Imagine if you had a red Coke can, but you introduced it with green. It would be difficult after that to get people to accept that it's really supposed to be red.

    I also recognize that you're not Coke or Google, nor are you likely to be. But that also means that your logo needs to really represent who you are and work hard to communicate what you're all about. You can't "make it better" by throwing money at it.

    Net: I think I'd establish your brand BEFORE you start having fun with it. It's the conservative answer, but I don't see the benefit of violating the brand, and I do see the brand identity being diluted before you ever establish it.

    Interesting issue. Thanks for bringing it to us.
  • Posted by Jay Hamilton-Roth on Accepted
    Can you have it both ways? Can you leave your logo in a prominent place on your website (your banner) and have the fun (animated) logo be used on your "about us" page? The point is to make your logo consistent, and add some fun in an otherwise "plain" place on your website, where it's not competing for attention from your game itself.
  • Posted by juicymangoz on Author
    Thanks everyone for your responses - it's great to have a place to "brainstorm" this issue. When it's only two people (who are opposing each other), it's always good to get others involved who have no emotional connection!

    After reading everyone's comments, I agree, establishing brand is important, so I'll put my 'fun' away for now for another day.

    Jay, that's not a bad idea - I might take a look at this option for in-game only. However, the most important thing is the product connected to the brand as well... so as others have said, I don't want to cause any confusion during infancy.
  • Posted by SteveTheMarketer on Accepted
    I'm with Gary and Michael on this. Google didn't "Googlefy" its own logo until it was well established as a logotype corporate identity, and they had huge resources to create and test any theme variations in years that followed.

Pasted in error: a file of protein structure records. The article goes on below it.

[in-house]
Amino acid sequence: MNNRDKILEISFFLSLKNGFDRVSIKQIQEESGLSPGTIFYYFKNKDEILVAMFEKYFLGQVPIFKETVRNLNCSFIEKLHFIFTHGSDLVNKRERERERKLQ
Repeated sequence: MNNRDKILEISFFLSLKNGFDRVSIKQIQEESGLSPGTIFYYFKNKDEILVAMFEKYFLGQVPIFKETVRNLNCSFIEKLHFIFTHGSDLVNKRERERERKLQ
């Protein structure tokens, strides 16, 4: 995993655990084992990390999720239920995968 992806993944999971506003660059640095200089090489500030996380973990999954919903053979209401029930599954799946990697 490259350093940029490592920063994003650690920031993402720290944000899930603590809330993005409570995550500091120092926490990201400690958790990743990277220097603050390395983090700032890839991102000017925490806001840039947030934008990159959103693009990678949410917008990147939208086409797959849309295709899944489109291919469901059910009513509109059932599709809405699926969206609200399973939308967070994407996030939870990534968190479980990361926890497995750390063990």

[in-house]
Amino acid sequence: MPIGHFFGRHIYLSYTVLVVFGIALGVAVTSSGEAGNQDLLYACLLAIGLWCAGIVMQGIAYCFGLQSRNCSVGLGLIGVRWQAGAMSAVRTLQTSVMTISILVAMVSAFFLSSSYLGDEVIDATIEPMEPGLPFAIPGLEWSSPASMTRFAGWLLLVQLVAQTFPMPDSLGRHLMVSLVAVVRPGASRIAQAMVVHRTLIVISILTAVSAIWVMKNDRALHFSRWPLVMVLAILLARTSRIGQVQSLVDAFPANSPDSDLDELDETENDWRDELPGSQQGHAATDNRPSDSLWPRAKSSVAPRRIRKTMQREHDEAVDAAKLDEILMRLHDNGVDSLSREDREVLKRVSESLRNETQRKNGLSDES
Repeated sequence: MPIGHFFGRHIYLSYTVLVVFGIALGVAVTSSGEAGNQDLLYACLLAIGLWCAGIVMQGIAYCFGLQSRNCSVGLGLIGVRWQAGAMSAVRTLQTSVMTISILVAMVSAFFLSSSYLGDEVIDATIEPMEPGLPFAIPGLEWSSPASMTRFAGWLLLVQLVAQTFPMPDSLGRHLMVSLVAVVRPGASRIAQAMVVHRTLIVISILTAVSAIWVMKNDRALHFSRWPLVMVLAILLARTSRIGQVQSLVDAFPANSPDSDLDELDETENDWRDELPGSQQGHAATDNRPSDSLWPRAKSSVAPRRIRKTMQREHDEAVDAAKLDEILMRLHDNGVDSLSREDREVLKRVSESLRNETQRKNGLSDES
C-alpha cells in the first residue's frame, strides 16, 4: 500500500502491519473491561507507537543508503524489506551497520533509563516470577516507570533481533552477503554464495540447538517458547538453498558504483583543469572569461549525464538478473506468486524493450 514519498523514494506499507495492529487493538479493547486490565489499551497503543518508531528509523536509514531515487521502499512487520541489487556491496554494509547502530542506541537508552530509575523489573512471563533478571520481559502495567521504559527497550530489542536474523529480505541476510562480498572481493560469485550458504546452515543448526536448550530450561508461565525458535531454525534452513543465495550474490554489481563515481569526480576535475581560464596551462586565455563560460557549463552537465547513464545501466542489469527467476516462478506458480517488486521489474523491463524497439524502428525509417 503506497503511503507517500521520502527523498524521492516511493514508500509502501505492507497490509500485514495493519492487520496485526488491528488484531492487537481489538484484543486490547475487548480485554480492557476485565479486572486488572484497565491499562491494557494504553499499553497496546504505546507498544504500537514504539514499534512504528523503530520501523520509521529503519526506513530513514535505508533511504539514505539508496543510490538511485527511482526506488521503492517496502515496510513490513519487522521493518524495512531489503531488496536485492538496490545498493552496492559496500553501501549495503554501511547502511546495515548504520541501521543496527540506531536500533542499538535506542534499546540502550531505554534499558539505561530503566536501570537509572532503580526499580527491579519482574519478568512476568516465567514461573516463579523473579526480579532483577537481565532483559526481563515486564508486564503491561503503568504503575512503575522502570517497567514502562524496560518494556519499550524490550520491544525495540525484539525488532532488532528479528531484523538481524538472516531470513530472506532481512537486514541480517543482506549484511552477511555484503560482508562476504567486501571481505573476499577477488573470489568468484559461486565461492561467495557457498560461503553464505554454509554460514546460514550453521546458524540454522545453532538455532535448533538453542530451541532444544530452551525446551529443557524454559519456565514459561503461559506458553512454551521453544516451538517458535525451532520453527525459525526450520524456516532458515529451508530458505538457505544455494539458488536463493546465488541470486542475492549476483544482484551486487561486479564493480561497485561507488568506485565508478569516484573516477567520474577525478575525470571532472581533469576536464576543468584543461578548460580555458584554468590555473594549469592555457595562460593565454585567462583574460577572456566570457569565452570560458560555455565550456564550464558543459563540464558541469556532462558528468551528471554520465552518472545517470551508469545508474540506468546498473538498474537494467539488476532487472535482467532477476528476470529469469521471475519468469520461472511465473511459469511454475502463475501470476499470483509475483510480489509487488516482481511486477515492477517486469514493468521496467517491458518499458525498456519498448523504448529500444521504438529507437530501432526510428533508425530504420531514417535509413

Go with your partner's "risk and reward" instincts going out the door, you will have another opportunity to "play" with product identity down the road.
  • Posted by Moriarty on Member
    Following up my comment above - you say

    **We didn't have intention to change the text on the website each day like google - just for each game/app we release, we'd art up the text to reflect that app on the opening screen.**

    ***** ***** ***** ***** ***** ***** ***** *****
    To clarify, the logo is of secondary importance to your message.

    ***** ***** ***** ***** ***** ***** ***** *****

    I was not suggesting changing the text on your website each day! If you do want to change the logo (detailwise) that's fine by me as it is *not* the most important part of what you have to communicate.

    Branding is the least effective method of marketing after all, speaking to a refined group of customers is more effective the narrower your refinement. *People will remember your brand ONLY when they remember your message*. The brand is only effective when your customers are used to you. Keeping a brand image the same for maximum impact means you are controlling 2-5% of your marketing impact - your message is 80% of this control. Focus on the areas where your advertising needs to be effective.


    I hope this helps.
  • Posted by ozdesign on Accepted
    It's perfectly okay to have (lots of) different versions of the logotype/symbol, provided that is the intended strategy right from the start. See City of Melbourne example –

    http://behance.vo.llnwd.net/profiles5/110615/projects/276451/11061512517164...

    Otherwise, don't mess with it, for all the above stated reasons.
  • Posted by carrie77 on Moderator
    Hi Everyone,

    I am closing this question since it's more than 2 weeks old. We do this to reward the contributions of participants in a timely manner + to give increased visibility to the newer questions.

    Thanks for participating!
    Carrie (Production Editor)